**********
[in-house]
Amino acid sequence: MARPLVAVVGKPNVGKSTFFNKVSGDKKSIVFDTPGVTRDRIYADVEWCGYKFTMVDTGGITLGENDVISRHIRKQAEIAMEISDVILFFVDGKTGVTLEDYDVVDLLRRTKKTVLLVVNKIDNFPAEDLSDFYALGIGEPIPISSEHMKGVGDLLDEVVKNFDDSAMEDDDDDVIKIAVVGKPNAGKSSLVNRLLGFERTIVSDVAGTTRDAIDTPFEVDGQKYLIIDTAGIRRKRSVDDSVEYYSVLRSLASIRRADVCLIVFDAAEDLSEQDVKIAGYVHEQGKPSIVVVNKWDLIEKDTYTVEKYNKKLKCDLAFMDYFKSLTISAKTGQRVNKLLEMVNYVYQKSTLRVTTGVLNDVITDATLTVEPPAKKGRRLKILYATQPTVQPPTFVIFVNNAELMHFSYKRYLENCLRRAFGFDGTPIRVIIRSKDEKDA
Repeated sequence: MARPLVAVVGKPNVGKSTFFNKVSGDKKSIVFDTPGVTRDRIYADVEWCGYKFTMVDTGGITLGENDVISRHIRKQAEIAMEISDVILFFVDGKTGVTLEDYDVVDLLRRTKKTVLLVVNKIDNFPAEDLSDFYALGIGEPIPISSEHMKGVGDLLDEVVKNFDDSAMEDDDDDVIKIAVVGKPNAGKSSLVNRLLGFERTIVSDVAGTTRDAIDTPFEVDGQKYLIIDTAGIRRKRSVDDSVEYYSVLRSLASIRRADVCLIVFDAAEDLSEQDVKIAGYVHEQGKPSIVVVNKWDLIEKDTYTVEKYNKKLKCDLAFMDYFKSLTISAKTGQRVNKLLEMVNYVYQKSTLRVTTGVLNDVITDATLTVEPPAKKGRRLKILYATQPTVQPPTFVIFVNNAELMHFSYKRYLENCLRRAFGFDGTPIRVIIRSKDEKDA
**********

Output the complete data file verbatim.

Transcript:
[in-house]
Amino acid sequence: MARPLVAVVGKPNVGKSTFFNKVSGDKKSIVFDTPGVTRDRIYADVEWCGYKFTMVDTGGITLGENDVISRHIRKQAEIAMEISDVILFFVDGKTGVTLEDYDVVDLLRRTKKTVLLVVNKIDNFPAEDLSDFYALGIGEPIPISSEHMKGVGDLLDEVVKNFDDSAMEDDDDDVIKIAVVGKPNAGKSSLVNRLLGFERTIVSDVAGTTRDAIDTPFEVDGQKYLIIDTAGIRRKRSVDDSVEYYSVLRSLASIRRADVCLIVFDAAEDLSEQDVKIAGYVHEQGKPSIVVVNKWDLIEKDTYTVEKYNKKLKCDLAFMDYFKSLTISAKTGQRVNKLLEMVNYVYQKSTLRVTTGVLNDVITDATLTVEPPAKKGRRLKILYATQPTVQPPTFVIFVNNAELMHFSYKRYLENCLRRAFGFDGTPIRVIIRSKDEKDA
Repeated sequence: MARPLVAVVGKPNVGKSTFFNKVSGDKKSIVFDTPGVTRDRIYADVEWCGYKFTMVDTGGITLGENDVISRHIRKQAEIAMEISDVILFFVDGKTGVTLEDYDVVDLLRRTKKTVLLVVNKIDNFPAEDLSDFYALGIGEPIPISSEHMKGVGDLLDEVVKNFDDSAMEDDDDDVIKIAVVGKPNAGKSSLVNRLLGFERTIVSDVAGTTRDAIDTPFEVDGQKYLIIDTAGIRRKRSVDDSVEYYSVLRSLASIRRADVCLIVFDAAEDLSEQDVKIAGYVHEQGKPSIVVVNKWDLIEKDTYTVEKYNKKLKCDLAFMDYFKSLTISAKTGQRVNKLLEMVNYVYQKSTLRVTTGVLNDVITDATLTVEPPAKKGRRLKILYATQPTVQPPTFVIFVNNAELMHFSYKRYLENCLRRAFGFDGTPIRVIIRSKDEKDA